A book written against Roland Barthes’s Camera Lucida. This is a pendant, of sorts, to What Painting Is.

What Photography Is begins with three models or metaphors of photography, which I set in opposition to the usual models of the camera obscura and the camera lucida. This is a selenite (rock) window that was once in an adobe building on a mesa in New Mexico. It presents the world imperfectly, as I think photography does...

... and this is my second model, a piece of rock salt that purportedly contains tiny “bubbles” of liquid salty water, in which bacteria may have survived 200,000 years. The photograph fails to show the object of interest, which is embedded in the rock and too small to see…

... and this is my third model, a photograph of black (transparent) lake ice, looking straight down. Black lake ice is a kind of window, made visible only by the cracks that form in it, but it is a window that does not give a view onto anthing visible.

What Photography Is

(New York: Routledge, 2012)

What Photography Is was written, in the first instance, against Roland Barthes’s book. I was concerned that even after thirty years, Camera Lucida is still the central (most often cited) source in photography theory.

Part of the reason for the longevity of Barthes's book is its exceptional writing, which he was theorizing at the time. Most scholars have either mined the book for brief passages of usable theory (the punctum, and so forth) or read it as literature. But the book is stranger than that, and requires a fuller reading. 

So part of the project of What Photography Is was about restoring some sense of viable theory to photography by reacting, belatedly, to Barthes's entire project. I thought the best way to produce a full reading of Barthes's book was to write into it, or through it, and perhaps to write as strangely, and with as little hope of control, as Barthes did. What Photography Is ended up becoming my farewell to disciplinary art history. If we hope to take writing seriously, then we have to allow it to overspill its boundaries, and even to undermine or forget the arguments it is marshaled to serve. (A number of scholars have noted Camera Lucida's waywardness with its own theories, and I think that was wholly intended.) Writing cannot be serious, full, interesting, or contemporary, if it is also obeying the strictures of art history. I am still exploring what all this might mean for the project of writing about images.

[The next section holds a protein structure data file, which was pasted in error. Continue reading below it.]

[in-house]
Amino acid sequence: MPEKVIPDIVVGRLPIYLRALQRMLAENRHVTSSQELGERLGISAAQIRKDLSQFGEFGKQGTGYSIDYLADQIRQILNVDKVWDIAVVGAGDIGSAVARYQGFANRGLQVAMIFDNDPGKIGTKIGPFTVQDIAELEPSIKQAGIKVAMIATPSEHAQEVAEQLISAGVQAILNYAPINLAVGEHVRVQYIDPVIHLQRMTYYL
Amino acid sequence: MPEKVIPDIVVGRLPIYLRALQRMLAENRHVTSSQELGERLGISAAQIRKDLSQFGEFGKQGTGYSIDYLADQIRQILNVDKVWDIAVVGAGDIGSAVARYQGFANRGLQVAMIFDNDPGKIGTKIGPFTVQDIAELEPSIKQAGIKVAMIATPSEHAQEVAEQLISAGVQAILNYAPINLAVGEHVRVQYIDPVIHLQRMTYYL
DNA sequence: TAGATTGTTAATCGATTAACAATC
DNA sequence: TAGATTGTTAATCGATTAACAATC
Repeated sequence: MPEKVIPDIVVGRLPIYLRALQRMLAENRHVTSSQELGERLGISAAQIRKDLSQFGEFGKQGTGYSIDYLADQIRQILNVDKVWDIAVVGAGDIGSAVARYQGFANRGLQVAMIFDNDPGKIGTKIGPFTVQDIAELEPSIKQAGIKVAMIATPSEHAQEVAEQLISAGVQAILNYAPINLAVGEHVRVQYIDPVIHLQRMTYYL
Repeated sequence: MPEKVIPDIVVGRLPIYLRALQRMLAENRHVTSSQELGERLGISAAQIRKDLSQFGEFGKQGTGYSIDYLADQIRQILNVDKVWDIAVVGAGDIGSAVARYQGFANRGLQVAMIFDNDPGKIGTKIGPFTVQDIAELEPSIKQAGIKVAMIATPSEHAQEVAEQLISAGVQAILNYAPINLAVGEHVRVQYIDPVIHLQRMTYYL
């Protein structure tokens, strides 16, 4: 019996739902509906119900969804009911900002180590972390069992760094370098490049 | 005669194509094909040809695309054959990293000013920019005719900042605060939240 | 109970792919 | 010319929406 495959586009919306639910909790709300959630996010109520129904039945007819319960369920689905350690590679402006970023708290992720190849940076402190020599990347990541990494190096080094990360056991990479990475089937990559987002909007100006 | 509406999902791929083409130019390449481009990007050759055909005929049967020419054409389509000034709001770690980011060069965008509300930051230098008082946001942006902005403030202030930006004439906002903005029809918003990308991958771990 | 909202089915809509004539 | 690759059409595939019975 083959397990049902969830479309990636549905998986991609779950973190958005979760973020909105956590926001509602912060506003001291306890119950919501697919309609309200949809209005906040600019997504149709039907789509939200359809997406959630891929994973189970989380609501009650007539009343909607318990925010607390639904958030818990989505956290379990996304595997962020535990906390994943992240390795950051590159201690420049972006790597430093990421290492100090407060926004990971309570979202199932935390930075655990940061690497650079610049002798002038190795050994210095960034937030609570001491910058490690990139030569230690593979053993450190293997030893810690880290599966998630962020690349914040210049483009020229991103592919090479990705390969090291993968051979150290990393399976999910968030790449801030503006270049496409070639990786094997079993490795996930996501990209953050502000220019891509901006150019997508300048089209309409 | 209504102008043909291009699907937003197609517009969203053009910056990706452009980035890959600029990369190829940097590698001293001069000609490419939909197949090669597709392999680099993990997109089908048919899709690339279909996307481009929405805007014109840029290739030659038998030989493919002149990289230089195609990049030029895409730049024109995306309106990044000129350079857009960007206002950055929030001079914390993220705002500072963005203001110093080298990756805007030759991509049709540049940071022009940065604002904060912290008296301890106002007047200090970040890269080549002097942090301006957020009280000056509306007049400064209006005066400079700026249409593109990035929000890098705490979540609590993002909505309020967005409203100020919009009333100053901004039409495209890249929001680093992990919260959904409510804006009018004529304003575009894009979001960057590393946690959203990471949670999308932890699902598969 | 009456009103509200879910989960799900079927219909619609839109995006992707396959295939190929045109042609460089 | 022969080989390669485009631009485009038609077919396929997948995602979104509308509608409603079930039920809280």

In addition to this book, I also pursue this theme in a work in progress called "Writing with Images," elsewhere on this site.

The book is full of pictures with no people in them, partly to avoid Barthes’s interest in people, memories, love, and death—his interest invernacular photography. This is the “Pol na bPeist,” an uncannily rectangular hole in the bedrock near the coast of Inishmore, one of the Aran Islands off the coast of Ireland. The “Pol na bPeist,“ which means Worm Hole, communicates with the ocean through a cave. When the tide turns, the water is sucked slowly out, forming whirlpools. The book concentrates on all the things around the object of interest, which photography insistently shows us: here, the fractured rock, the stains of “desert vernish,“ the little greenish pools. (Photo by Lindy Elkins.)